You’ve got your bags packed, and your plane ticket, a hotel room, and a car are all booked for your trip. You’re completely ready, right? Actually, you might have forgotten something.
Did you see your doctor before heading out on your vacation?
Whether traveling domestically or overseas, the Center for Disease Control and Prevention (CDC) highly recommends seeing a physician at least four to six weeks prior to takeoff. There are so many factors that can affect the outcome of a trip, from the diseases common in your intended destination, the length of your trip, to even your planned activities and your own personal medical history (both past and present).

A general physical is a good idea, especially if you might be planning to participate in physical activity that you do not perform regularly. These factors also greatly depend on your age and any chronic health issues. And if you happen to get sick at the time of your intended trip, it is advisable to consult your doctor about your options — and if you are fit for travel. Seeing your doctor before a trip will also ensure that you prescriptions are up-to-date and filled. And if traveling by plane, it’s always advisable to keep medications and health-related items in your carry-on instead of your luggage. That way in case of a luggage mix-up, you are not separated from your medications for long. And if you have one, it’s always a good idea to keep a medical alert bracelet or necklace on you while you are away from home.

But your physical condition isn’t the only thing you should consider when going on vacation.

“So much depends on where you’re going,” says Sun Life’s Director of Nursing Marion Levett. “And it’s so important to do your research and be prepared.”

If traveling overseas, vaccines are a major part of planning your trip, Levett explains. “And each country is different.”

For an extensive list, visit the traveler’s health website: There, you can choose any country in the world, and then pick which kind of traveling you are doing (whether it’s with children, on a cruise ship, or just visiting friends and family), as well as what kind of traveler you are (if you are pregnant, have immune-compromised health issue, or have a chronic disease). The site will give you all of the information you could want, from suggested and required vaccines and medicines, tips on how to stay healthy, a travel packing list, travel health notices, and ideas on what to do after your trip if you’ve contracted an illness.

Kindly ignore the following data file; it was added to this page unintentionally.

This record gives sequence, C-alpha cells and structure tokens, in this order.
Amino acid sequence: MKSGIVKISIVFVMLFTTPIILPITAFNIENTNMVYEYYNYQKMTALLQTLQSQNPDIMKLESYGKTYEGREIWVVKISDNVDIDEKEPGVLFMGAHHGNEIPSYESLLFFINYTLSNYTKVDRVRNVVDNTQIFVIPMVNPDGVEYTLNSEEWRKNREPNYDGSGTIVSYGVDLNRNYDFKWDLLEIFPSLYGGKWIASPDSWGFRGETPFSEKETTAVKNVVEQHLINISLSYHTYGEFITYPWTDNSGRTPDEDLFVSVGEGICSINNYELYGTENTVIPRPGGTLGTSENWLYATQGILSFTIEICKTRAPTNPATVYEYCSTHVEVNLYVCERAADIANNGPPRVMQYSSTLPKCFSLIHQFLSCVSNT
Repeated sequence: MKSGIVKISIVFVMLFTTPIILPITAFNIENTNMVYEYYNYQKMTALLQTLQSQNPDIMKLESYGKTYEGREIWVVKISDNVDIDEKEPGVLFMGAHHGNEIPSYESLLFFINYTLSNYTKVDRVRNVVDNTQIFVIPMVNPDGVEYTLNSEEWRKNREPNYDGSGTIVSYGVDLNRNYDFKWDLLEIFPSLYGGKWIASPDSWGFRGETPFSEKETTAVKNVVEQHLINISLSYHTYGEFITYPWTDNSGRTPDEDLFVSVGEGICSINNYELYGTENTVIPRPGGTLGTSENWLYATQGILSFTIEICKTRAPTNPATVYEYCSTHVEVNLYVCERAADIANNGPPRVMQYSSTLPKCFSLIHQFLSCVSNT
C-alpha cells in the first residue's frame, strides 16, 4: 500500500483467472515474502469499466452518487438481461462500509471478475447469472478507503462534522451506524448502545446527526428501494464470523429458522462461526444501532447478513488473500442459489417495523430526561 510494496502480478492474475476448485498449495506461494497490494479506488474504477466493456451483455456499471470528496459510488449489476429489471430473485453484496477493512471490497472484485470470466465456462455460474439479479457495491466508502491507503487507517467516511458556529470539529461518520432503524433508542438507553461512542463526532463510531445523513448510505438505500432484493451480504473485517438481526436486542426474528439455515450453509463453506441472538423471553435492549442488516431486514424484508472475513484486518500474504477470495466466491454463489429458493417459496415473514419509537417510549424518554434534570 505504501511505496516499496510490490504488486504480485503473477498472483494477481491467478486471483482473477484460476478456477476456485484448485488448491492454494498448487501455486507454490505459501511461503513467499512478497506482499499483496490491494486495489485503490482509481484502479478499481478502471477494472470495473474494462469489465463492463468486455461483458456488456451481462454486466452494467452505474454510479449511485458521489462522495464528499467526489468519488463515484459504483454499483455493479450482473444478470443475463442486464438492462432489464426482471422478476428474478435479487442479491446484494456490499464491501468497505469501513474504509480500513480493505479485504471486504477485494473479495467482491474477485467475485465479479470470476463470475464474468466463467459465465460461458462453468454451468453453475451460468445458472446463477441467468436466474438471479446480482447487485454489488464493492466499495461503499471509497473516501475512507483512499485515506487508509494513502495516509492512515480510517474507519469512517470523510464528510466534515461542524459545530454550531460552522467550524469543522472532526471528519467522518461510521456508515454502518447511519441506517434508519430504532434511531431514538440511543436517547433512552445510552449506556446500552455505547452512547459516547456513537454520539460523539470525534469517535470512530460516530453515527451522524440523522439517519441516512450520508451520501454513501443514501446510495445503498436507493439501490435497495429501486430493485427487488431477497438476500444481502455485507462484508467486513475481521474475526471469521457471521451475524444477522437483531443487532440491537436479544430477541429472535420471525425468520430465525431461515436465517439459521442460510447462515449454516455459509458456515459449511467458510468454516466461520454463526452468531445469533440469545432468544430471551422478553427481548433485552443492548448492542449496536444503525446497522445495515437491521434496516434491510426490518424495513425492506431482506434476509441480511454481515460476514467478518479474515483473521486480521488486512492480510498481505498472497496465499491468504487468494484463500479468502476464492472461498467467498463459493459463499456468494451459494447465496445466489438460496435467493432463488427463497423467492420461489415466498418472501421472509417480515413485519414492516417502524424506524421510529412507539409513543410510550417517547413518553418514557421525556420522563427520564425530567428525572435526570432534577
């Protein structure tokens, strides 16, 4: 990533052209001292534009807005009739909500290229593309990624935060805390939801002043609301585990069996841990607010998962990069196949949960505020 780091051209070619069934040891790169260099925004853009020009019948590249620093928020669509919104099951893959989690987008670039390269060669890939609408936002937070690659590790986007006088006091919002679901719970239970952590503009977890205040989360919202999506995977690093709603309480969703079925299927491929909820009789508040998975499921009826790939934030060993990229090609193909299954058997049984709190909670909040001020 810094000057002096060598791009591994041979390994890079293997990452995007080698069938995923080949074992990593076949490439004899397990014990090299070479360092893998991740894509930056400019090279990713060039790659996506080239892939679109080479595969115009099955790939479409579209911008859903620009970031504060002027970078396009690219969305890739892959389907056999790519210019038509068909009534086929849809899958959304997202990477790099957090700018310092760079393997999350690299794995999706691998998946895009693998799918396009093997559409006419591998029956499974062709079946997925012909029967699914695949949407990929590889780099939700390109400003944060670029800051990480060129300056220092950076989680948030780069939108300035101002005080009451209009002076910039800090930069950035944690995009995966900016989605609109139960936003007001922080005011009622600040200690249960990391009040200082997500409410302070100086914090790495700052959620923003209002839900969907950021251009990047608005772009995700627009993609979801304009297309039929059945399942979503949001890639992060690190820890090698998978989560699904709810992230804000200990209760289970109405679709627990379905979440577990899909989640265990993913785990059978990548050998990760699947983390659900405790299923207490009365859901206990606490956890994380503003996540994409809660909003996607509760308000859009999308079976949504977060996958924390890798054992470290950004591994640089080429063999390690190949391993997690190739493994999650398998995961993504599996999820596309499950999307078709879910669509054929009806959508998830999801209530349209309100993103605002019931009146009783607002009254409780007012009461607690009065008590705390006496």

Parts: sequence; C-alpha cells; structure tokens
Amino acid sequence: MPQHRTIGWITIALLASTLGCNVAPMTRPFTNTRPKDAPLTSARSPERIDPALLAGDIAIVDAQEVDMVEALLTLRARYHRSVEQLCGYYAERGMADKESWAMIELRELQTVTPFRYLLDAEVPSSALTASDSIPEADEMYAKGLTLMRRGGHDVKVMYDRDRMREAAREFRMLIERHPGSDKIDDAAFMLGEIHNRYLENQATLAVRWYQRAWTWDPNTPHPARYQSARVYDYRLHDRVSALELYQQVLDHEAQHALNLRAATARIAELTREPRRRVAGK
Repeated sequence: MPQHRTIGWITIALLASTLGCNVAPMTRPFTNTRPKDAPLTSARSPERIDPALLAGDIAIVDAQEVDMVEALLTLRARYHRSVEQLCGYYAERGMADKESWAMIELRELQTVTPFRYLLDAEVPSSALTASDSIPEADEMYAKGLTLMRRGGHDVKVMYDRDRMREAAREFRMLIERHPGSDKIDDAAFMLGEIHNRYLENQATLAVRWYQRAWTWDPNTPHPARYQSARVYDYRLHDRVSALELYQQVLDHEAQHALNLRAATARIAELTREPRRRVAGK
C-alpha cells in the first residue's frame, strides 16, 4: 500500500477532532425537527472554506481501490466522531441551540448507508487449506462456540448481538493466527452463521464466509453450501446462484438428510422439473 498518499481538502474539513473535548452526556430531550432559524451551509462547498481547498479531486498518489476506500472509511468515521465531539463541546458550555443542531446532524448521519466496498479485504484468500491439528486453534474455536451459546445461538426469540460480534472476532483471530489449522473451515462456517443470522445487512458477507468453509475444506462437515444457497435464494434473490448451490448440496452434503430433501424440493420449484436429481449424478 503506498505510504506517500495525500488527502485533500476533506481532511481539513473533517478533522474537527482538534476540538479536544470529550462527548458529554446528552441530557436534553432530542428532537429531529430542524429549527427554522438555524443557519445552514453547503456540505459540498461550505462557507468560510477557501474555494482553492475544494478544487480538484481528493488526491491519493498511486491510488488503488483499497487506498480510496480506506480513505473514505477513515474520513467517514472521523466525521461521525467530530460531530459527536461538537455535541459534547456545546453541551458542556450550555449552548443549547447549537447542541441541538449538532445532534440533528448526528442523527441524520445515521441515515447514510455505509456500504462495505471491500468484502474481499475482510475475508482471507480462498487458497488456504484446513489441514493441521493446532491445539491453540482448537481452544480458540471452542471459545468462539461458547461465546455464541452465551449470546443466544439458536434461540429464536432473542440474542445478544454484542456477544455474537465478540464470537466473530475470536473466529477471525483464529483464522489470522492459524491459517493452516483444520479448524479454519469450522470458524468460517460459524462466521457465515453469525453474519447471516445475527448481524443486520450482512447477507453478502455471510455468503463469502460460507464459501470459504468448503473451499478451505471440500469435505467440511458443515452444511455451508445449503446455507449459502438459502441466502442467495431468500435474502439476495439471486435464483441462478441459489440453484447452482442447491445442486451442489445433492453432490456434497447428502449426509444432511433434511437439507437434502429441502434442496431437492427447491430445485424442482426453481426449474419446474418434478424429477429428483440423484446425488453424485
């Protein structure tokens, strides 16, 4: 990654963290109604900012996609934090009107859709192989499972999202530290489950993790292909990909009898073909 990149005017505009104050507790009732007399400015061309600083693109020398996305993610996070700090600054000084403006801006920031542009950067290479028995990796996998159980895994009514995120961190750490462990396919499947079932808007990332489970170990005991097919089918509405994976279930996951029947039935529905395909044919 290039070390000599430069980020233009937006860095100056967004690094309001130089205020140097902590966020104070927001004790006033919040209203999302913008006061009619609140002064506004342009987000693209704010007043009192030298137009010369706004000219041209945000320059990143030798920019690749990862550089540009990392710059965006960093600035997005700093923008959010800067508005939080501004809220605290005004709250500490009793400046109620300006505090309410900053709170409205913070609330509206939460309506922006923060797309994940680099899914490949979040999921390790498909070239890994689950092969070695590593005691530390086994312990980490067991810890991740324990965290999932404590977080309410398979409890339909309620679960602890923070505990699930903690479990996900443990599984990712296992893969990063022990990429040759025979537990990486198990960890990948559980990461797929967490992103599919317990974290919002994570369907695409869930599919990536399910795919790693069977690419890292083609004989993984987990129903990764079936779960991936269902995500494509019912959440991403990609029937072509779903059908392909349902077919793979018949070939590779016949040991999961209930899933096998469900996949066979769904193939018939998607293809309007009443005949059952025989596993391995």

There are also other day-to-day factors to consider, such as whether the water is safe to drink, Levett added, or even what latitude the location is in. If you have respiratory problems, traveling to locations at higher latitudes should be an issue to talk about with your doctor.

She also indicated that travel health insurance can be helpful, to be on the safe side. And putting together a basic first-aid kit is never a bad idea. Items Levett suggests should be in every traveler’s kit are:

• Spare pair of glasses/contact lenses
• Needles or syringes, insulin, or blood sugar testing supplies (for diabetics)
• Extra inhaler
• Anti-diarrhea medicine
• Tweezers
• Antihistamine
• Antacid
• Motion sickness medicine
• Cough drops/suppression or expectorant
• Decongestant
• Mild laxative
• Mild sedative or sleep aid
• Aspirin or other pain reliever
• Topical antibiotic cream
• Hydrocortisone cream
• Benadryl
• Bug repellent/insect bite treatment
• Altitude sickness medicine
• Antifungal/antibacterial ointments
• Bandages (several sizes), gauze and tape
• Antiseptic
• Aloe gel (for sunburns)
• Moleskin or mole foam for blisters
• Oral rehydration salts
• Disposable gloves
• Cotton swabs/Q-tips
• Eye drops
• Elastic or compression bandage wraps for sprains
• Scissors/safety pins
• Digital thermometer

While these items can help with basic health concerns, every location has its unique landscape and wildlife that can adversely affect us if we are not prepared. “So plan ahead, and don’t wait until the last minute,” Levett advises.

To schedule your pre-travel checkup, visit, or call (520) 568-2245.


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